As a history buff in gyro and aerospace technology, Jörg also heads up the development of a digital collection of gyros for historical and didactic research.  “It all comes back full circle.  The science of inertial navigation as an evolution from gimbaled gyros dates back to the beginning of the 19th century and started at the University of Tübingen, as coincidence would have it.  Gyros on a gimbaled platform were on the first spaceships to the moon.  It is a technology which was carried over from ships to aircrafts and now I bring all that know-how into our development of AnchorGuardian.  In principle, it is the measuring of motion with regards to the anchor.  How quickly does the anchor move, where does it move to and what is the orientation when it moves.  Inertial Navigation has often been connected to pioneering work which is certainly what we are doing today with Swiss Ocean Tech. “


It is easy to see how Jörg has become a renowned specialist in algorithm-based navigation across the globe and is regularly invited to present his know-how at conferences worldwide.  “It isn’t that there aren’t others who have similar expertise, but I would estimate that 90% of the people working with this kind of know-how are in the industry.  They are focused on specific aspects of the science and may not necessarily be allowed to publish the broader understanding I have.  I have the freedom of working on the basics with no direct implication for industry.  Combining that with my background and my experience, I can bring a level of detail expected by science and appreciated by colleagues.  Simply put, I use the research to advance the science of inertial navigation and hopefully improve it.”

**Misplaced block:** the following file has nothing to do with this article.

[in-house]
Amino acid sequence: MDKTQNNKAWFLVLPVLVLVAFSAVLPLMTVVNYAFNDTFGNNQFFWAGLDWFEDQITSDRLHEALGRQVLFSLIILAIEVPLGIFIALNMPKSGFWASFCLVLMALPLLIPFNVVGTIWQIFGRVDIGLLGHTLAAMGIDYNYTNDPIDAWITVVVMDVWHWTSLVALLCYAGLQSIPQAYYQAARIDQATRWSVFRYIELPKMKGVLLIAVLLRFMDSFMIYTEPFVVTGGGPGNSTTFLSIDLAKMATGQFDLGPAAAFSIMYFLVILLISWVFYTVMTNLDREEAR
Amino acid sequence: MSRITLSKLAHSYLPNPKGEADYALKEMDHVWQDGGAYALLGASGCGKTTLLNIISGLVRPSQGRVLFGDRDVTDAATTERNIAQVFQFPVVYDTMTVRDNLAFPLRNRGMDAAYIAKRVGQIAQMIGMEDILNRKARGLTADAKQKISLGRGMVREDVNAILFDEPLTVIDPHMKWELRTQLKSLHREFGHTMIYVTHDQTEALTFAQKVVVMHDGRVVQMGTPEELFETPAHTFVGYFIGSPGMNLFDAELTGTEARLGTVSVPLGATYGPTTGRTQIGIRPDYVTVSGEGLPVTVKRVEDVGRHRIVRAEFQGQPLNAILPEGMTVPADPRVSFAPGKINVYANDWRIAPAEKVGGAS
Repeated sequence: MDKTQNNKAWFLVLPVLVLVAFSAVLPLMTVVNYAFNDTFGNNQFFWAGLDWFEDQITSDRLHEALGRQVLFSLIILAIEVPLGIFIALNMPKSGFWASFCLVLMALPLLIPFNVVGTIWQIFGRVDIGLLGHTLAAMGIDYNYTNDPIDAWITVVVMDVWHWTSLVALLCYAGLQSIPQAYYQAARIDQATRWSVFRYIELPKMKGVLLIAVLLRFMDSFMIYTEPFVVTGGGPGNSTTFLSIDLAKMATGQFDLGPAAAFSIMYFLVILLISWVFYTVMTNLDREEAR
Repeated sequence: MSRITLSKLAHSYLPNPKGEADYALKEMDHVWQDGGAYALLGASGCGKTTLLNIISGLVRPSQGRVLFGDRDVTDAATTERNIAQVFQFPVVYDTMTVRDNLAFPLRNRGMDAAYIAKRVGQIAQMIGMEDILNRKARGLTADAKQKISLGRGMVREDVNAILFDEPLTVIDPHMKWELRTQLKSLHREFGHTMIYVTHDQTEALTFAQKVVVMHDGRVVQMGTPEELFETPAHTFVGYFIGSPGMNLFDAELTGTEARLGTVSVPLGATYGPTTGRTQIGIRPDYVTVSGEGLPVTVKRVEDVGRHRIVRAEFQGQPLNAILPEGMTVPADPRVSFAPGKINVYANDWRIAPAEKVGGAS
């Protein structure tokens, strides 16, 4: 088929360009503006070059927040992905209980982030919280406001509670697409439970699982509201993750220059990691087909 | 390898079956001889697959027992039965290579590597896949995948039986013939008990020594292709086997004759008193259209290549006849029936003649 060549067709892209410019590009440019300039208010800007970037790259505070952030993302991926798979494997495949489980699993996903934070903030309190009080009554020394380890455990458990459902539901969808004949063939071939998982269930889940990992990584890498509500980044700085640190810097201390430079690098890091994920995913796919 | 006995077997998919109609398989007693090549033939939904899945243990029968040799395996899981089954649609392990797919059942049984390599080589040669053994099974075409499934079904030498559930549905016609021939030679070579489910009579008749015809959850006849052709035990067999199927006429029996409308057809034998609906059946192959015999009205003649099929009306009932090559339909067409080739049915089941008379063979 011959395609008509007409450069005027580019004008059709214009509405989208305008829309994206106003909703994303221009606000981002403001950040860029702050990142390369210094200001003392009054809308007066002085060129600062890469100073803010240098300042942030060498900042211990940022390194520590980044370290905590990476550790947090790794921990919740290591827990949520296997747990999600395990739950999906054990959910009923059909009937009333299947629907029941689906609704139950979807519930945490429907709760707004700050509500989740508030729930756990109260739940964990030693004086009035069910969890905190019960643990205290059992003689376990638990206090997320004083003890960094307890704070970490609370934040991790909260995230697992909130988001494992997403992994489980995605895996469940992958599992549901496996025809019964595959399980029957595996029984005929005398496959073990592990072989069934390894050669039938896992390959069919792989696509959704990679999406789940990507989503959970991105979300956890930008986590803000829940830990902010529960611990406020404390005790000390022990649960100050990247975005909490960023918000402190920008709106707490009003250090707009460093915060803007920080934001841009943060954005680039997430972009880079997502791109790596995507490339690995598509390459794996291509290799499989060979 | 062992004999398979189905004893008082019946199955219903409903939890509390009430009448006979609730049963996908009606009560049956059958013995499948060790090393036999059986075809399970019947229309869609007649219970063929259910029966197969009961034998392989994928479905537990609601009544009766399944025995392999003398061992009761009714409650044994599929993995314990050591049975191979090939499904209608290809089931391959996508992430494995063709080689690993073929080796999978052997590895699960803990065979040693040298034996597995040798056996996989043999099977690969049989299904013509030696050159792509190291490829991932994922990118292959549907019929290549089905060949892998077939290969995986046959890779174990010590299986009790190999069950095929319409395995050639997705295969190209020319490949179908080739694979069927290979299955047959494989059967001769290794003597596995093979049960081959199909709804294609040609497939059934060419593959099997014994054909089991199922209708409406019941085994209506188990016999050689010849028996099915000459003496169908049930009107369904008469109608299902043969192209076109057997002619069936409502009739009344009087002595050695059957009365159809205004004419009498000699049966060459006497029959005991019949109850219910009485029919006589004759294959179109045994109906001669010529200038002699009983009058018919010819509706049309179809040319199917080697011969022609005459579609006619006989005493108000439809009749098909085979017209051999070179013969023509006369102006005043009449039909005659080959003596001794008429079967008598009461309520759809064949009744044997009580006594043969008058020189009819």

When asked why a solution to anchor dragging hasn’t yet been discovered when the problem has been prevalent for so long, there is some hesitation before answering.  “First you need someone with the imagination and vision to make it happen.  Second you need to find those specialists interested in the topic willing to come along on the journey.  Third you need to have the funding.  Fourth you need to solve the problem within a given time frame successfully.  Fifth the necessary technology has to be available. There are so many conditions which need to be fulfilled, so many factors which must come together at the same time.  Finally, there is a time for everything and that is not something we control.   Yes, the time must be right and I truly believe the time for AnchorGuardian is now.  It fills me with pride and joy to be a part of that history in the making”.